JCWI have released a report on the experiences of undocumented people during the pandemic, looking at financial security, work, housing and access to healthcare and highlighting how in all these areas, the Government’s Hostile Environment policies have exacerbated the effects of the COVID crisis for undocumented people. You can find the report here and share on twitter here.
- Home Office and Government developments
Home Office consultation on Napier planning application
In August 2021 The Home Office laid a Special Development Order before Parliament which bypassed the usual planning application system, and enabled it to continue the use of the unsuitable Napier barracks as asylum ‘accommodation’ until September 2026. Nearly five months later, the Home Office has launched a consultation on the change of use at Napier, with a very short window for responses (deadline 30 January). This comes after permission was granted for a judicial review of the Government’s decision to continue the use of the site.
Asylum Matters will be responding to this ‘consultation’: objecting to the proposal, pointing out that it comes after the fact of the decision, and asking how responses will be taken into account. We would encourage others with knowledge of the harms caused by institutional accommodation to object also and point out the decision has already been made. Please get in touch with us at [email protected] if you would like to discuss in more detail.
Afghanistan Citizens Resettlement Scheme
The UK Government formally opened the Afghanistan Citizens Resettlement Scheme (ACRS) on 6 January 2022. The various pathways for resettlement under the ACRS are outlined here and include “Vulnerable and at-risk individuals who arrived in the UK under the evacuation programme will be the first to be settled under the ACRS.” The scheme drew criticism as it included in the 20,000 target the British nationals and their families who had already been evacuated to the UK, and the pathway for those fleeing Afghanistan would only open in Spring 2022. A parliamentary debate on the scheme was led by Jim Shannon MP who called on the Government to ‘clarify how a four-year-long wait is justifiable when it is a matter of life or death.’
- Resources, events, jobs and training
Migrants’ Rights Network new leadership programme for migrants
Migrants’ Rights Network are recruiting participants and mentors for their Migrant Aspiration Programme (MAP), a free four month online leadership training course created for anyone who has lived experience of migration.
Webinar on supporting Afghan new arrivals in FE colleges
City of Sanctuary are hosting webinar on 27 January 1-2:30pm to provide an overview of the issues facing sanctuary seekers arriving at Further Education Colleges, with a focus on Afghan arrivals.
Doctors of the World new pharmacy toolkit
Doctors of the World, in collaboration with the National Pharmacy Association and NHS England, have produced a new toolkit aimed at supporting community pharmacies delivering open access vaccination clinics. You can also read their new briefing on Covid passes and booster jabs for organisations in the migration sector.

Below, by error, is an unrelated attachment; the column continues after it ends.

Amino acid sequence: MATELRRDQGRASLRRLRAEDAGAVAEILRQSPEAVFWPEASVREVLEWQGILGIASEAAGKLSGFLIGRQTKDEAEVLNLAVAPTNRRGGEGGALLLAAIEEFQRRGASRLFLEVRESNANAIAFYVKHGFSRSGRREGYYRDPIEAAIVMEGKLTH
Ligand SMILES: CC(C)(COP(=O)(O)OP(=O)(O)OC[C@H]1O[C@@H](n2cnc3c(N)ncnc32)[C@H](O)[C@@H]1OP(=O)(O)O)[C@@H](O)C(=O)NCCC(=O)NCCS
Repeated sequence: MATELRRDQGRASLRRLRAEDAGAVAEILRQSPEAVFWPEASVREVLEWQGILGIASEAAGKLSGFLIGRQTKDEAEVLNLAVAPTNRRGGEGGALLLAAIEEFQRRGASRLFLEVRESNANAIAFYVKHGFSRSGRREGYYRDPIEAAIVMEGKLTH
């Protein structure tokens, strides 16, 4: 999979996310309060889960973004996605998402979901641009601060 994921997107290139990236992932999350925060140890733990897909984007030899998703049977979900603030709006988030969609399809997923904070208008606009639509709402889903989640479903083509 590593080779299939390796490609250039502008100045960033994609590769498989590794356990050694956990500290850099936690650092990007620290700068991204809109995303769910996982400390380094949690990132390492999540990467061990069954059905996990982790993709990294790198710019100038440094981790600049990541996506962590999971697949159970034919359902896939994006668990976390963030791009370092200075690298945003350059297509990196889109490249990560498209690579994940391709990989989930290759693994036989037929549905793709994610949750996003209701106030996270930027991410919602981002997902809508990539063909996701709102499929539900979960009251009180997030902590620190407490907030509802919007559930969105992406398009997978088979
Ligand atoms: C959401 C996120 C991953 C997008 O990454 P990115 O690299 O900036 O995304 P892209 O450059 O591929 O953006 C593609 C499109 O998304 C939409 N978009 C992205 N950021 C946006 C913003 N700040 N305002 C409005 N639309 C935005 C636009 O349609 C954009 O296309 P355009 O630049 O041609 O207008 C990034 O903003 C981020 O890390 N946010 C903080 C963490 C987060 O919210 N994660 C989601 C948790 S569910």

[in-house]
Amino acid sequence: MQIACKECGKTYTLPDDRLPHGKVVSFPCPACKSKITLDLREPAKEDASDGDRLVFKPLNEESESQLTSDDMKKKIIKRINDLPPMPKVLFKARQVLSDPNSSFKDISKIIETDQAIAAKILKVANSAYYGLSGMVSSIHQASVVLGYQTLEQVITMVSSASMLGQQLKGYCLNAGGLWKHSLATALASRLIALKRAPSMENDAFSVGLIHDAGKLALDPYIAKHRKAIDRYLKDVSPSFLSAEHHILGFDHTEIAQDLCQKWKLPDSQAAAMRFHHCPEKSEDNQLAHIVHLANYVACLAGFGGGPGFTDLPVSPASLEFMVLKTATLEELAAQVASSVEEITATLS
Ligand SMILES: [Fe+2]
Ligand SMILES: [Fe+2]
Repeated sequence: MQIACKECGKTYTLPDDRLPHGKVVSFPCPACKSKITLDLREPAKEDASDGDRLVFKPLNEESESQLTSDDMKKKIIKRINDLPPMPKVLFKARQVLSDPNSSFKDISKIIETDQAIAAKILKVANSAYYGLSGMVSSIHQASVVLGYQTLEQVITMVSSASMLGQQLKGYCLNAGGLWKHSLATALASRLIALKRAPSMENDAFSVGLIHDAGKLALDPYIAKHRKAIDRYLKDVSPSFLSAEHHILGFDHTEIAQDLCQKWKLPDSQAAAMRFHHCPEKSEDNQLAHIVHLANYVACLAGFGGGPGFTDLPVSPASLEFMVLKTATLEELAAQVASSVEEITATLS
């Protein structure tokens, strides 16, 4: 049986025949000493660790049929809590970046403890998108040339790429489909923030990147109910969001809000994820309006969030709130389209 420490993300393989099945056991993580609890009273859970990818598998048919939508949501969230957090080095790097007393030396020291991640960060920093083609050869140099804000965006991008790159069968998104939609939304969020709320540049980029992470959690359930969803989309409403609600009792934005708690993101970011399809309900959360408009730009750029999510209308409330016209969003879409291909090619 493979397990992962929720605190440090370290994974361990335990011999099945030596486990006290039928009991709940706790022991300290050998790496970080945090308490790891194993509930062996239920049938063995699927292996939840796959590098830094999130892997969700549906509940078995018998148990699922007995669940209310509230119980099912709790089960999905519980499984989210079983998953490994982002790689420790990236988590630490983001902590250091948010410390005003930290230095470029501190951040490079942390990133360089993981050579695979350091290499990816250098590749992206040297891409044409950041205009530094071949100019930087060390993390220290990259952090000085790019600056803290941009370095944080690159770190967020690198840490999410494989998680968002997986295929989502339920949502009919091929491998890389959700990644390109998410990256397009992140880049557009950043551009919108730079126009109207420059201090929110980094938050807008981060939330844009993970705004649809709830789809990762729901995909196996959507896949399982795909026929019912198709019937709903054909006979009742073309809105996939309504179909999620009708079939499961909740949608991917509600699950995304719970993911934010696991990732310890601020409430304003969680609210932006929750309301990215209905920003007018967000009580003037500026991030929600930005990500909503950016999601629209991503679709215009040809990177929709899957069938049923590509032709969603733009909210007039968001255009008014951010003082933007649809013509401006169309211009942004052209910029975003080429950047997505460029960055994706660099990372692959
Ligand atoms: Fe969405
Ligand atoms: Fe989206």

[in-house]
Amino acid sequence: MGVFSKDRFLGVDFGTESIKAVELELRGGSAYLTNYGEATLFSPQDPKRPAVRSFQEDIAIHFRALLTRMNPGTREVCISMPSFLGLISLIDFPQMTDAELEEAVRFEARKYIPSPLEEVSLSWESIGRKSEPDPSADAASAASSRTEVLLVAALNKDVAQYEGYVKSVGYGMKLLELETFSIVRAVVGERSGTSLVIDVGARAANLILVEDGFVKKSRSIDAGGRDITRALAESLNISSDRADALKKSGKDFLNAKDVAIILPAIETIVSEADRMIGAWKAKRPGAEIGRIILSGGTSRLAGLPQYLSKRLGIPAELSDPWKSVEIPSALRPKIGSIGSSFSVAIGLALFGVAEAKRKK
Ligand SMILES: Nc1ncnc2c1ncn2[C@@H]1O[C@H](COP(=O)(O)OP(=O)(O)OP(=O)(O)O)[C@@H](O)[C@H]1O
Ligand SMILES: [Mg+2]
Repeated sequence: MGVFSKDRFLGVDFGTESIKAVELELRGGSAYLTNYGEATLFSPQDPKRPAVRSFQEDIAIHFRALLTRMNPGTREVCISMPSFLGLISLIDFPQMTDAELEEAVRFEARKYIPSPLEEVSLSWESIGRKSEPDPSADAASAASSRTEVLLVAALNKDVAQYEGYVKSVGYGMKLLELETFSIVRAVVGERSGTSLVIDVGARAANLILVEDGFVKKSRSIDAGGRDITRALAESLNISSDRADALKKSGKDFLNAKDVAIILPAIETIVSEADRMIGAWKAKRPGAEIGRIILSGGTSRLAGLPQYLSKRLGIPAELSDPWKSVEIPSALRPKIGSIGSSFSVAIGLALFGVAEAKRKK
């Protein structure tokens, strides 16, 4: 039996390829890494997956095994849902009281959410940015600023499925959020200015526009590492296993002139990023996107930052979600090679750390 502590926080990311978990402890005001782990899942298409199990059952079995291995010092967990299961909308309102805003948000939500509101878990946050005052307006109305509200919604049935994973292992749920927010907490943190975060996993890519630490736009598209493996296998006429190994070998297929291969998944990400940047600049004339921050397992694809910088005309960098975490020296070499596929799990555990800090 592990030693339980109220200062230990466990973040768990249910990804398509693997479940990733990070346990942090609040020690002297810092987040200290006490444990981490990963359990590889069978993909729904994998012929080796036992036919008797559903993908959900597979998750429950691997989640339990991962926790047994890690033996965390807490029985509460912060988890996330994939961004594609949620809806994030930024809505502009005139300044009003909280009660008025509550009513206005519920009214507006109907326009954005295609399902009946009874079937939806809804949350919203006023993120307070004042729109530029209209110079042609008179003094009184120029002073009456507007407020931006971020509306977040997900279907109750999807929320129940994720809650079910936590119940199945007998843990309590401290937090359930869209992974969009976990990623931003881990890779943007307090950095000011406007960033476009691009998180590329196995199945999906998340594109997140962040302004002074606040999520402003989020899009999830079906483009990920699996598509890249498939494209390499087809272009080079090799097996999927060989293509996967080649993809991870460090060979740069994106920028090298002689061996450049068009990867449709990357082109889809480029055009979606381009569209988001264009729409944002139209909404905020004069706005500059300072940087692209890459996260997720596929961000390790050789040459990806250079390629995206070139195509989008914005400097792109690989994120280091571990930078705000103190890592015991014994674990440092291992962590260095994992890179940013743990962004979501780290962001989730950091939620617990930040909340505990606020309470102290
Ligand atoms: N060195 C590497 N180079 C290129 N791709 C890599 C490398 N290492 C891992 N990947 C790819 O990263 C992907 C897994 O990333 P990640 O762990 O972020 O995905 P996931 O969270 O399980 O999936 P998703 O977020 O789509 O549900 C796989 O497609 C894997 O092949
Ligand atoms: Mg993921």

City of Sanctuary maternity support pack launch
City of Sanctuary will be launching their Maternity Resource pack in an event on 27 January at 11am. Designed for health professionals, midwives and refugee support groups, the resource pack will be a one-stop-shop covering all areas of maternity care and the pregnancy journey for people seeking sanctuary in the UK.
Climate Change and Migration
IOM UK and the Center for Global Development are holding an event to discuss Climate change and migration: taking global commitments a step forward on 20 January, 2-3pm.
BID event on solitary confinement and immigration detention
Bail for Immigration Detainees are hosting an online event on 25 January at 6pm to discuss the inhumane use of solitary confinement for immigration detention purposes and premier a short film they have made on people’s experiences of solitary confinement.
- The Families Together Coalition are recruiting for a Families Together Coordinator. Closing date 30 January.
- City of Sanctuary are recruiting a Wales-based Wellbeing and Health Stream coordinator. Closing date 5pm 1 February.
- The Birth Partner Project are recruiting for a Fundraising and Communications Officer. Closing date 12 noon Monday 24 January.
- Praxis are recruiting for a Head of Fundraising and Communications. Closing date 12pm 24 January.
- The 3million, the EU citizens’ organisation, is recruiting for a Community Manager based in Bristol, with an open-ended recruitment process.
- FLEX are recruiting for a Research Officer. Closing date 6 February.
- Justice Together have an invitation to tender for a Learning Partner to work with the initiative to help to identify areas for learning and future funding. Closing date for proposals on 7 March.
- What we’ve been reading and watching
- This brilliant interview in gal-dem with Women for Refugee Women’s director, Alphonsine Kabagabo, which has some useful and inspiring advice on fighting the Anti-Refugee Bill.
- Human Rights Activist, Shaminda Kanapathi, who was detained by the Australian Government from 2013 to 2020, writes for Open Democracy and asks why a tennis player’s detention matters more than the fate of thousands of people seeking asylum.